By Susan Brinkmann, OCDS
Jury selection is set to begin in the case of four firefighters who were forced to participate in the 2007 “Gay Pride” parade in San Diego. The men are suing the city saying they were forced to participate in the parade where they were subjected to sexually demeaning gestures and catcalls.
Capt. John Ghiotto, engineer Jason Hewitt and firefighters Chad Allison and Alex Kane filed a civil lawsuit alleging that their superiors forced them to attend the July 21, 2007 San Diego “Gay Pride” parade over their objections. They are being represented by the Ann Arbor, Michigan-based Thomas More Law Center.
“You could not even look at the crowd without getting some kind of sexual gesture,” said one of the firefighters in a Law Center press release issued shortly after the event. “If any crew member were to hang up pictures at the station of what we saw, we would be disciplined.”
During the parade, the firefighters “were subjected to vile sexual taunts from homosexuals lining the parade route,” said the press release. Some bystanders went so far as to expose themselves to the firefighters as they passed by.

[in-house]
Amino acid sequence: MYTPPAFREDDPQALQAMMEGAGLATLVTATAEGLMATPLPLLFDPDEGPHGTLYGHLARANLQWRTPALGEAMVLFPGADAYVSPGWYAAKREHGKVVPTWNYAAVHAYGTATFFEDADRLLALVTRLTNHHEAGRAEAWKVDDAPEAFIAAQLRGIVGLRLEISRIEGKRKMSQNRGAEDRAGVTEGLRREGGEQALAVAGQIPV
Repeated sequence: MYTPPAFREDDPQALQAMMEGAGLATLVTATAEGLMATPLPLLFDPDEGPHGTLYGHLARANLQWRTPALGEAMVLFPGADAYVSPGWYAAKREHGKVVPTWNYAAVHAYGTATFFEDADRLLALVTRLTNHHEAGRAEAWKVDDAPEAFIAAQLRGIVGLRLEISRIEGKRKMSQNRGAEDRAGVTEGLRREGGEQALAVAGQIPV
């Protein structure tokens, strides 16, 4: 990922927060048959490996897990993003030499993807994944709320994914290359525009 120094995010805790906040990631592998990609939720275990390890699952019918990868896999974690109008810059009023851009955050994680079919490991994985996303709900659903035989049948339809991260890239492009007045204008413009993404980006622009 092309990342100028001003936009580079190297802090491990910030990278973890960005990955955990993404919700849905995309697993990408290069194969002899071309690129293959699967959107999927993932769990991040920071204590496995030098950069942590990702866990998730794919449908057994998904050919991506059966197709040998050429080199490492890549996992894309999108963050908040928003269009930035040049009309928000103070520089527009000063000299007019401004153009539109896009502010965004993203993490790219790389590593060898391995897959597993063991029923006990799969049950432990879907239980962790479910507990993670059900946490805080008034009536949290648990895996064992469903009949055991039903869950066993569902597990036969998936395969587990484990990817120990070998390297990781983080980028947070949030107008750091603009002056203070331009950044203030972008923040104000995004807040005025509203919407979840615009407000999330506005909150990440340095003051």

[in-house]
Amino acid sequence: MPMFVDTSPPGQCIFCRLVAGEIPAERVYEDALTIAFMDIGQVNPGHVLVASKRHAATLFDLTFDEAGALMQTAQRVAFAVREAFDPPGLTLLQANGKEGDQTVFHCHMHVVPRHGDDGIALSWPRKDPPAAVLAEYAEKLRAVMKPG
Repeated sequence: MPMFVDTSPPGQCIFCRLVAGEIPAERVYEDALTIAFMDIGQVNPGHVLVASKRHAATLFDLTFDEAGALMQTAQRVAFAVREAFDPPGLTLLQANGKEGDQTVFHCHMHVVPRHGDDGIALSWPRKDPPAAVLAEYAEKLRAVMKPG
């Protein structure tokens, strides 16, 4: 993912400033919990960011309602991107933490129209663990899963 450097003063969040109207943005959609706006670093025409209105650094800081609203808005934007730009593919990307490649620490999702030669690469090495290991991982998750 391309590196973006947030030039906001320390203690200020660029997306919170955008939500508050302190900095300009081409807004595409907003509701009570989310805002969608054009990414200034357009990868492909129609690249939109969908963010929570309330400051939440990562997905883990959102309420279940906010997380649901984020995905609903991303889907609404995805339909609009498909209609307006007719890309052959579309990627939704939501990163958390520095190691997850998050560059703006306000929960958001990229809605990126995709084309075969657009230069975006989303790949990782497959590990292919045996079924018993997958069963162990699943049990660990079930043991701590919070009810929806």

The men allege that they were told the day before the parade that they would be expected to participate. When they objected, they were threatened with disciplinary action.
According to an article appearing in the California Catholic Daily, the San Diego Fire Department has since adopted a new policy providing that only volunteers would be used to represent it in special events. The new policy says the department will seek unpaid volunteers to drive trucks at all special events. If no one volunteers, the department will then ask for paid volunteers, who would receive four hours of overtime pay.
“What happened to these dedicated public servants was inexcusable,” the firefighters’ attorney, Charles LiMandri, told the Daily. “The city should have known from past experience the kind of offensive activities that go on at this event. This was a clear case of sexual harassment in violation of state and federal law as well as the city’s own code of conduct.”
San Diego City Attorney Michael Aguirre, who has said he will personally represent the city during trial, told the San Diego Gay & Lesbian Times the parade “is a positive, joyous event, and not inherently sexual” and that the objectionable conduct about which the firefighters complained was “isolated and minimal.”
LiMandri, commenting to the San Diego Union-Tribune , said the firefighters’ supervisors were already aware from past parades of the kind of conduct to expect from parade-goers, but still insisted the four participate anyway.
“These guys were bombarded with hundreds of sexual advances,” LiMandri told the newspaper. He added, “You can’t force an employee to be in a political event.”
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